Price action trading is more than just learning price patterns like the Engulfing candlestick and Head & Shoulders. We often overlook a crucial aspect of price action: its volatility. How much the market moves is as important as which direction the market moves. To integrate volatility into our analysis, Bollinger Bands offer a robust tool.
In this concise guide with in-depth examples, you will learn how to use Bollinger Bands to boost your price action analysis.
This guide has three sections:
- What are Bollinger Bands?
- Price Action Scenarios
- Trading Examples
What are Bollinger Bands?
Take a look at the chart below showing the Bollinger Bands.
As you can see above, Bollinger Bands consists of three lines driven by price fluctuations.
- Middle Band Line = N-period simple moving average (SMA)
- Upper Band Line = N-period SMA + (N-period standard deviation x multiple)
- Lower Band Line= N-period SMA – (N-period standard deviation x multiple)
The standard value for N is 20. And the usual multiple applied is 2.
In a nutshell, Bollinger Bands create an envelope around a moving average of price. And the width of that envelope depends on the price volatility (or standard deviation).
Hence, Bollinger Bands expand and contract according to the standard deviation of past price action.
This characteristic of the Bollinger Bands is the key to using it to read price action in the context of its recent volatility. So our focus as price action traders is to watch how the Bands interact with price action. From there, you will be able to uncover valuable trading information.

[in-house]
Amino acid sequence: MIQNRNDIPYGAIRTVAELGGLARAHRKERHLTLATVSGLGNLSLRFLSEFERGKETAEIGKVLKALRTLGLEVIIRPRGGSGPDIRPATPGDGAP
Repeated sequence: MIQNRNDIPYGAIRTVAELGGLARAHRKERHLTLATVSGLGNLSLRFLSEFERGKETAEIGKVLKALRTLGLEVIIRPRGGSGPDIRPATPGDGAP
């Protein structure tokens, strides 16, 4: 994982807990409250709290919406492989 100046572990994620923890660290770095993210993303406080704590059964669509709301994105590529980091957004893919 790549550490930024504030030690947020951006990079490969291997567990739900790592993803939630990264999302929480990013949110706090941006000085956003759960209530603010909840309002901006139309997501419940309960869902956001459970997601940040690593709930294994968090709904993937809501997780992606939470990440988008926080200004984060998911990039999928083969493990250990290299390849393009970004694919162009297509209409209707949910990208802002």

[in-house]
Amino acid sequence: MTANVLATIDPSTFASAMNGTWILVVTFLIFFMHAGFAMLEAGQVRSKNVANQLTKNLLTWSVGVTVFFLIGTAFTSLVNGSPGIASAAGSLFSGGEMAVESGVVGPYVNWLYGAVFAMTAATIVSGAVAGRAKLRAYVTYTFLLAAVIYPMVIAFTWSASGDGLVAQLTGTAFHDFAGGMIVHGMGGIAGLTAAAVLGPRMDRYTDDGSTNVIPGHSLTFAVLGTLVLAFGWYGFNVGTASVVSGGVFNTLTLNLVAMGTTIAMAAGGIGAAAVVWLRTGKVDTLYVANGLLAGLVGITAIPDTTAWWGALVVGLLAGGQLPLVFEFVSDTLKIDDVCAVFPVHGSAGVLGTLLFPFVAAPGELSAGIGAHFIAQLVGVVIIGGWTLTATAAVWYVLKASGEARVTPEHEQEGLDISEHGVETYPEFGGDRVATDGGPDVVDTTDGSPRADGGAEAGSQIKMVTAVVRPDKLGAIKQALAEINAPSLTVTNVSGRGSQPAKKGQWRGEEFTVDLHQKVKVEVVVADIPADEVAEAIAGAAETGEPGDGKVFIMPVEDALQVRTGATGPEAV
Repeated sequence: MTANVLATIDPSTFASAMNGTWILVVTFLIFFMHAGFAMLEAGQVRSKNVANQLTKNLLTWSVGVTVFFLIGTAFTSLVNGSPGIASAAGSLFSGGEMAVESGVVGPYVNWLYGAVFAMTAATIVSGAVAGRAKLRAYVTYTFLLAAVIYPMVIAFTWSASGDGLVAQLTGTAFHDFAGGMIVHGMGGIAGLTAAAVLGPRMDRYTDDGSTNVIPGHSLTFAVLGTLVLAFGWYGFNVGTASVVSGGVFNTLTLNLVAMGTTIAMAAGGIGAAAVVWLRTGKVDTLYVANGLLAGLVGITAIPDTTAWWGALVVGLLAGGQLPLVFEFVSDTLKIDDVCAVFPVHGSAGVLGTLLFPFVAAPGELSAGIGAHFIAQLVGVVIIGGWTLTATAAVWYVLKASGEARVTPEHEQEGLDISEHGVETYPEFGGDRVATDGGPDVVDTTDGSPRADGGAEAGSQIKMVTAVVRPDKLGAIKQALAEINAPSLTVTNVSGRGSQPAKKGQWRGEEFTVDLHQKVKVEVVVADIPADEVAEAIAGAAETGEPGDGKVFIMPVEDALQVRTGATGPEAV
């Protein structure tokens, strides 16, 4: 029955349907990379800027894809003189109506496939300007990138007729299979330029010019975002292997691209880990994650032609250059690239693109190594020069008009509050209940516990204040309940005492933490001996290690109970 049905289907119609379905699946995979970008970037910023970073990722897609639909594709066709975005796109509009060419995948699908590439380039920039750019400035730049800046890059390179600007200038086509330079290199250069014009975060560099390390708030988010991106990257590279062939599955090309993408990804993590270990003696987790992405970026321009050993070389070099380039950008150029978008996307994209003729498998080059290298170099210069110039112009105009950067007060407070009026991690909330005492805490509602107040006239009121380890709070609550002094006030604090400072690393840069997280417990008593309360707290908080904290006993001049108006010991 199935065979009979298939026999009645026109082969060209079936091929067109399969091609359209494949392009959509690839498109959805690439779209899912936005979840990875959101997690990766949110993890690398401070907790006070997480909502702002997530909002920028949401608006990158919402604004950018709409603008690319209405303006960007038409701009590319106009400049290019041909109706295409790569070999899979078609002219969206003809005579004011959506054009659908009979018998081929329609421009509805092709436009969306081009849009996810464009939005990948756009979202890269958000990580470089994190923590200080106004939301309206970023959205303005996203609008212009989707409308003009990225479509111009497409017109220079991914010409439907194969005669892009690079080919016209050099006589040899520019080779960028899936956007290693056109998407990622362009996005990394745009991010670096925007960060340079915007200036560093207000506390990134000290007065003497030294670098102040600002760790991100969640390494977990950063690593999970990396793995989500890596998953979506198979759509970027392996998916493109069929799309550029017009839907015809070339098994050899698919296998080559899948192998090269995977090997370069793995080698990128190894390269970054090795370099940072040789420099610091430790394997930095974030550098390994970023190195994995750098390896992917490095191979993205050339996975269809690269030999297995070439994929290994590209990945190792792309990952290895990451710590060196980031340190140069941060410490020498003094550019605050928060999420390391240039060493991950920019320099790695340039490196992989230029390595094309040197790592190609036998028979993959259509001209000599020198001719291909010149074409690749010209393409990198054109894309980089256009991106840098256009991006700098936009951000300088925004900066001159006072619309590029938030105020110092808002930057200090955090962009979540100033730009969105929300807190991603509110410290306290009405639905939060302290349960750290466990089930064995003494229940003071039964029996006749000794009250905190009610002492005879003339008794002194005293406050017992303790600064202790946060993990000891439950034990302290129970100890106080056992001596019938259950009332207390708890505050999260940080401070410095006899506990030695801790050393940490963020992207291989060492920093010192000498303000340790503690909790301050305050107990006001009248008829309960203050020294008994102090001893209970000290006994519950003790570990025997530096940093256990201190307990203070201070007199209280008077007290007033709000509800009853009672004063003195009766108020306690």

Price Action Scenarios with Bollinger Bands
Have you been watching the dance between the market and the Bollinger Bands?
If you have, you would’ve noticed the following scenarios:
- Price bars tagging the Bollinger Bands and reversing
- Consecutive price bars pushing against the Bollinger Bands
- A price bar forming entirely beyond the Bollinger Bands (Outlier Bar)
In this section, let’s take a closer look at each scenario. At the same time, you’ll also learn how each situation serves as the premise for various trading strategies.
Scenario #1: Price bars tagging the Bollinger Bands and reversing
In the chart below, we observe the following:
- The market is moving sideways.
- It confirms a lack of volatility.
- The market is trapped within a trading range.
This sideways market is ideal for scalpers who are aiming for small profits.
You can enhance its performance by looking for reasons that support a sideways market.
For instance, the forex market tends to move sideways just before the release of critical economic data. During that pre-news period, you might consider taking quick trades by fading moves within the Bollinger Bands. However, following this trading premise, you must flatten your positions before the actual release.